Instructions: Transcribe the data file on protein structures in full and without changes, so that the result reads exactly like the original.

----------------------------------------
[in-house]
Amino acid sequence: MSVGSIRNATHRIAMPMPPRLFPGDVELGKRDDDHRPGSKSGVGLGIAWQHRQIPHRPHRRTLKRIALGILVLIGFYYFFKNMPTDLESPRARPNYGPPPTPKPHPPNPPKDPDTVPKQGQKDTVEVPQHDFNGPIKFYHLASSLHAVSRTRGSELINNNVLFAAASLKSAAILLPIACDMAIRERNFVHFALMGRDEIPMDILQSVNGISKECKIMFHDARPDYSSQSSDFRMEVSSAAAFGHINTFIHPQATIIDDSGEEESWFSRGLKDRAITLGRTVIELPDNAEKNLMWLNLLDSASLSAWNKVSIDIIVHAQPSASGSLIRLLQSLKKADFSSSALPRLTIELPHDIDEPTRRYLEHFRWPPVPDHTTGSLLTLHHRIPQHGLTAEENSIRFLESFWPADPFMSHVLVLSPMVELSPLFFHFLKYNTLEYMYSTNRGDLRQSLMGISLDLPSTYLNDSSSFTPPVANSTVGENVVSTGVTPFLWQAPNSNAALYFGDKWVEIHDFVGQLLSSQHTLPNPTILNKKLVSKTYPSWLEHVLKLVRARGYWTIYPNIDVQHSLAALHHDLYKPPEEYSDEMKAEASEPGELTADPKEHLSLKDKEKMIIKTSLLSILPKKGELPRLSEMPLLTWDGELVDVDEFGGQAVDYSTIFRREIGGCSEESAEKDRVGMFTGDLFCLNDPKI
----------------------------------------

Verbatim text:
[in-house]
Amino acid sequence: MSVGSIRNATHRIAMPMPPRLFPGDVELGKRDDDHRPGSKSGVGLGIAWQHRQIPHRPHRRTLKRIALGILVLIGFYYFFKNMPTDLESPRARPNYGPPPTPKPHPPNPPKDPDTVPKQGQKDTVEVPQHDFNGPIKFYHLASSLHAVSRTRGSELINNNVLFAAASLKSAAILLPIACDMAIRERNFVHFALMGRDEIPMDILQSVNGISKECKIMFHDARPDYSSQSSDFRMEVSSAAAFGHINTFIHPQATIIDDSGEEESWFSRGLKDRAITLGRTVIELPDNAEKNLMWLNLLDSASLSAWNKVSIDIIVHAQPSASGSLIRLLQSLKKADFSSSALPRLTIELPHDIDEPTRRYLEHFRWPPVPDHTTGSLLTLHHRIPQHGLTAEENSIRFLESFWPADPFMSHVLVLSPMVELSPLFFHFLKYNTLEYMYSTNRGDLRQSLMGISLDLPSTYLNDSSSFTPPVANSTVGENVVSTGVTPFLWQAPNSNAALYFGDKWVEIHDFVGQLLSSQHTLPNPTILNKKLVSKTYPSWLEHVLKLVRARGYWTIYPNIDVQHSLAALHHDLYKPPEEYSDEMKAEASEPGELTADPKEHLSLKDKEKMIIKTSLLSILPKKGELPRLSEMPLLTWDGELVDVDEFGGQAVDYSTIFRREIGGCSEESAEKDRVGMFTGDLFCLNDPKI